Also, the band wasn't as easy going with the music as I believe some of the other groups were. If someone made a mistake in rehearsals, it wasn't, "Oh, its cool man, you did your best." It was more like, "F you mother!" followed by some comment about your sister or your mother or whatever! You had to get it right or you would hear about it. I loved it! It was no F'ing around!

AC: What are the good and bad about achieving that level of success so early in life?

MS: The good thing about achieving that level of success so early in life is that you accept success whenever it comes and you think, "This is great!" And it is! The bad thing about that level of success at such a young age is that you think it will be like that forever. And it isn't!

AC: Someone wrote, "To be great is to be misunderstood." Who has been the mentors who helped you keep your stability along the way and what kinds of things did they say to ground you so you wouldn't destroy yourself?

MS: It wasn't so much something someone specifically said. You could just look around you and see people being harmed by too much money and too many drugs. They don't have manuals for how to deal with success at any age! Really it was always the music for me, and still is. Keep your eye on the music as your main course and everything else will fall into place. Also, Carlos and I both pursued spiritual teachers in the thick of all the success and excess, and I'm certain that helped. While a lot of people were doing cocaine and a ton of other drugs at that time, we were vegetarians and meditating and changing our musical pursuits, changing our priorities. Don't get me wrong, he and I were as guilty as the next guy with our drug taking and everything else.

I am not trying to paint a "holier than thou" picture of myself for that time, but to me there were some very exciting things happening on the musical horizon, like Miles Davis, John Coltrane, Mahavishnu Orchestra, Return to Forever, Weather Report, and on and on. When Miles Davis released "Bitches Brew" that heralded a new era and I could see that the whole musical horizon was changing - I wanted to be present and accounted for. I mean, when Santana became successful we could take whomever we wanted to open for us. Who did we take?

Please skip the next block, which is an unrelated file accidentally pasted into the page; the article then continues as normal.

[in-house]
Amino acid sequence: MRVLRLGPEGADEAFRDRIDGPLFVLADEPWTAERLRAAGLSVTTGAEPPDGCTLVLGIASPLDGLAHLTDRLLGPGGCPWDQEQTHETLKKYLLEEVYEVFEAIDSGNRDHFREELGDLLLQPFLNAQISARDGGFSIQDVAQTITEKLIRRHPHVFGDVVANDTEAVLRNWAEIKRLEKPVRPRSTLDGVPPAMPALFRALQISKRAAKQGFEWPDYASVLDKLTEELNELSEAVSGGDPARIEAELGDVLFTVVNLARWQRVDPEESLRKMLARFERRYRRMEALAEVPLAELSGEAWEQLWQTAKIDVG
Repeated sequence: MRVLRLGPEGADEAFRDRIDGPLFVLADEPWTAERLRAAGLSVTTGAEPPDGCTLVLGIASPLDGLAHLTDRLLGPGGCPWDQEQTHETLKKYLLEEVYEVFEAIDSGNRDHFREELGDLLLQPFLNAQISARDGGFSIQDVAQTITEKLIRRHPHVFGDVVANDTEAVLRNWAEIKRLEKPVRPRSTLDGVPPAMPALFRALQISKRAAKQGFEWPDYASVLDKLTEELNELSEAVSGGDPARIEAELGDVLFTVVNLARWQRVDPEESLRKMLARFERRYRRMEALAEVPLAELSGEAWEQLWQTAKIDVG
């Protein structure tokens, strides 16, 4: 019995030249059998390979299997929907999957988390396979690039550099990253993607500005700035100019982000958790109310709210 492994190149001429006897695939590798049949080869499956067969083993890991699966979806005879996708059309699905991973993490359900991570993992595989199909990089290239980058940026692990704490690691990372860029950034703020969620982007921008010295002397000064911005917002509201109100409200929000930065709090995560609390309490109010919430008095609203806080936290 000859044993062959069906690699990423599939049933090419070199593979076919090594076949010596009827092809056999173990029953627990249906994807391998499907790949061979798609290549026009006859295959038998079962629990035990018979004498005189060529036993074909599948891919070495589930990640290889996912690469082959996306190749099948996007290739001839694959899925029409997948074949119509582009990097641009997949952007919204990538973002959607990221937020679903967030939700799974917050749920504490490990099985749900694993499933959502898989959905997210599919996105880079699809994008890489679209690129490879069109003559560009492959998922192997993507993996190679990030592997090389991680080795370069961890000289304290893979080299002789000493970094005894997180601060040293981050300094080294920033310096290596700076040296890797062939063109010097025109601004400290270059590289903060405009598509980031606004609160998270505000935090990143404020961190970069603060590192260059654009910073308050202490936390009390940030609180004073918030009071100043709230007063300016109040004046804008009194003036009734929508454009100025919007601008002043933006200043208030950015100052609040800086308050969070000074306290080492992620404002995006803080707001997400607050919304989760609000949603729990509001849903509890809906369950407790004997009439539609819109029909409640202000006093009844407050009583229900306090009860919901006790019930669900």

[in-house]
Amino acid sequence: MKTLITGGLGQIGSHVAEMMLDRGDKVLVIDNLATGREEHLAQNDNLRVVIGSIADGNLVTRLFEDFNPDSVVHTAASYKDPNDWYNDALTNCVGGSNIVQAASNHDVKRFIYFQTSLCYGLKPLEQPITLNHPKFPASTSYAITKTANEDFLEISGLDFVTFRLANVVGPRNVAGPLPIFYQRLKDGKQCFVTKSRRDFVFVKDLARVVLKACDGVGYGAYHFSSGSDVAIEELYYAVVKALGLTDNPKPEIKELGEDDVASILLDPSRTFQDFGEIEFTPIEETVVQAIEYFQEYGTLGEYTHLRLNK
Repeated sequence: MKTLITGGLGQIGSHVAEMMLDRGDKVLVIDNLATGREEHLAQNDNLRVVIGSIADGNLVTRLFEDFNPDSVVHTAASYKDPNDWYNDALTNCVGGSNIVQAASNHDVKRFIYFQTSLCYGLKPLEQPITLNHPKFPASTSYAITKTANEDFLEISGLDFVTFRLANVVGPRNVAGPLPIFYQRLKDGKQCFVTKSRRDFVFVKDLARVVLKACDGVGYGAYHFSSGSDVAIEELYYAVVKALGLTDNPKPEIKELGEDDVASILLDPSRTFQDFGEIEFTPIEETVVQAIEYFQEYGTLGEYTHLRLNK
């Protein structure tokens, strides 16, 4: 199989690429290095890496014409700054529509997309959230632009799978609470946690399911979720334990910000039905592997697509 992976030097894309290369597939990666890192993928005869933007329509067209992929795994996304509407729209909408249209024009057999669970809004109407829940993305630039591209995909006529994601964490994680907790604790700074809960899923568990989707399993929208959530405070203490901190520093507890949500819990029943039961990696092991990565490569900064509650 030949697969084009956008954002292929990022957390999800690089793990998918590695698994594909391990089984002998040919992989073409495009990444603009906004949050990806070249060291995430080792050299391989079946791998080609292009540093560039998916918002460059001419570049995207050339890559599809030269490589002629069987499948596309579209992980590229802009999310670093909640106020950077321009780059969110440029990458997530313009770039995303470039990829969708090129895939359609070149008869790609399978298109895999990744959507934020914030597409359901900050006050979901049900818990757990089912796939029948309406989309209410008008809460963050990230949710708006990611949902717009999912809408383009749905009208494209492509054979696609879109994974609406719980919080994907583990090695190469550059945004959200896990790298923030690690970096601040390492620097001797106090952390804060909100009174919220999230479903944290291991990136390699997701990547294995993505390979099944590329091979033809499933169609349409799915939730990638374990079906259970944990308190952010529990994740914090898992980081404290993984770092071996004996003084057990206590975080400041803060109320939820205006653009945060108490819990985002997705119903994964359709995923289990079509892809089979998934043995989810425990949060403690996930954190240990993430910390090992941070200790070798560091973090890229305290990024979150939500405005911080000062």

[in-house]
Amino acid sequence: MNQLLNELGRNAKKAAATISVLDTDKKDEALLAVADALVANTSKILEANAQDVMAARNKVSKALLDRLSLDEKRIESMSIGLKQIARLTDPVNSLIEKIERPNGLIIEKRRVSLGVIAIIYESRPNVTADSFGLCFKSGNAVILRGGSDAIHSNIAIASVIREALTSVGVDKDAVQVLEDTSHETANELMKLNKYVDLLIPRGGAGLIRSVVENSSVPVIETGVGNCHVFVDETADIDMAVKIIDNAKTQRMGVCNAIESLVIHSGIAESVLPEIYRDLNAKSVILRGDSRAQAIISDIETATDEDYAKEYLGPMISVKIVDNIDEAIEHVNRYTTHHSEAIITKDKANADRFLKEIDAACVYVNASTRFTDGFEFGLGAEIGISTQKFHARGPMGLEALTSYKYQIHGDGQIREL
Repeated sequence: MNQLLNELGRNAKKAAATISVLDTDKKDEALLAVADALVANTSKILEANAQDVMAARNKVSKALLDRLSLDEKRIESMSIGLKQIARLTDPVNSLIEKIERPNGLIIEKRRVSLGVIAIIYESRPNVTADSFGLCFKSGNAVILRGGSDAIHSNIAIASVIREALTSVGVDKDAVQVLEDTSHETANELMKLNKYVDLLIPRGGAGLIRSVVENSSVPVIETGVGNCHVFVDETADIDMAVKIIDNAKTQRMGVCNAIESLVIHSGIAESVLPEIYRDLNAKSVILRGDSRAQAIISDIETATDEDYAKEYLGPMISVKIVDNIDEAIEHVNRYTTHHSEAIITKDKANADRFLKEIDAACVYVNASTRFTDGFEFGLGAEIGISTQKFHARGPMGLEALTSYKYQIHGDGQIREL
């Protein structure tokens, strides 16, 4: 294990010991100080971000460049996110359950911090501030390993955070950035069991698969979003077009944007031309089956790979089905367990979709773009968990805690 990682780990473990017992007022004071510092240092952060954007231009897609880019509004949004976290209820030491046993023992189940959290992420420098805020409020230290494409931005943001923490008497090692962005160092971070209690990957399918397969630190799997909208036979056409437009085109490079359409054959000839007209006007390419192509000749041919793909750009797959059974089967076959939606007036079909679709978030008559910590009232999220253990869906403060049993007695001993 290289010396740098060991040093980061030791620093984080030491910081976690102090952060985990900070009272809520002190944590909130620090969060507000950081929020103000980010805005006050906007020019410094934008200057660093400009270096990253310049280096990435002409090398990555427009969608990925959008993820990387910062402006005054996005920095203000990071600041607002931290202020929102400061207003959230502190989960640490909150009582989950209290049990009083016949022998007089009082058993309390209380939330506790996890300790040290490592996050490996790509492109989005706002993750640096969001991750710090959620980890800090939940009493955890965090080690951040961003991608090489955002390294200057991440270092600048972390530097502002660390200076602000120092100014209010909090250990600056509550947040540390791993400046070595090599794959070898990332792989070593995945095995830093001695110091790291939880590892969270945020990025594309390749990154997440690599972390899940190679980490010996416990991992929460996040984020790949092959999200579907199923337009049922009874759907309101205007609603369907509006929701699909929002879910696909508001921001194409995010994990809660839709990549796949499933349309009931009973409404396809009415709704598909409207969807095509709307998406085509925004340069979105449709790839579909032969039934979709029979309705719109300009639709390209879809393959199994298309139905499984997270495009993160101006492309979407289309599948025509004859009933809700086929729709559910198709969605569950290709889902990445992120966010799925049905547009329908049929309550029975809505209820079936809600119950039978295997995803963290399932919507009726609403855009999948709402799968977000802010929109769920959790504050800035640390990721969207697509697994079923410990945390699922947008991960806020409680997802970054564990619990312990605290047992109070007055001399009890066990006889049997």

Well, we took Weather Report just so we could watch them from the stage every night! On another tour we introduced the world to Tower of Power as well. Jack DeJohnette would come hang out at rehearsals and jam. Lenny White, Airto, and Flora would come to the studio. Elvin Jones would stay at my house. Good times!

AC: We notice now that known rockers from the late 60's and early 70's are succumbing to physical conditions due to the "Rock Star lifestyle." What is one of the physical and emotional pitfalls one has to avoid in order to live a normal life?

MS: Well, fame or no fame, you either take care of your body or you don't. You don't, you pay for it sooner or later. You do, you have a better chance of a longer, more productive life.

AC: How does it feel to be in the Rock and Roll Hall of Fame? Is it political? There are a lot of good band like the Bay Area's Tower of Power who don't even get on the ballot.

MS: Although I'm honored to be in the R&R Hall of Fame, I don't feel anything special from being inducted. It's strange. I remember when we were inducted. I wanted to bring some members of my family, share it with people that were important to me, and I would have had to pay something like $2000 each for them to come, which I didn't have at the time. So you go and you see all the executives from the record companies there, and the lawyers are there, and half the musicians that are being inducted can't even afford to share it with the people that have been supportive of them all their life. It's sad, and a little pathetic, being inducted into the Hall of Fame. That and a $1.50 will get you a spot on the bus. It's a club headed by Jann Wenner and his people. Who do you see there every year? All the same execs and lawyers and Bruce and Sting and Mick and Billy Joel and John Mellencamp. Whatever. Feels like the "in" crowd in high school, which I was never a part of anyway.

That's why I gave the speech I did when we were inducted. I decided that I would tell my story. How a young kid got in this band so young and was at Woodstock and saw this success. A lot of people had asked me about it over the years. I knew they wouldn't show it on TV. Even in the clip they would show, I would probably be hidden by a cymbal or something. Which I was! So I told this story and people loved it. Standing ovation! People like Don Henley, Michael Douglas, and execs came up to me telling me how great a story it was. I can't even get a copy of it from the Hall of Fame folks! But I told the story and I was glad that I did.

This is the speech Michael Shrieve gave on his induction into the Rock n' Roll Hall of Fame. It did not make it into the official video, as predicted.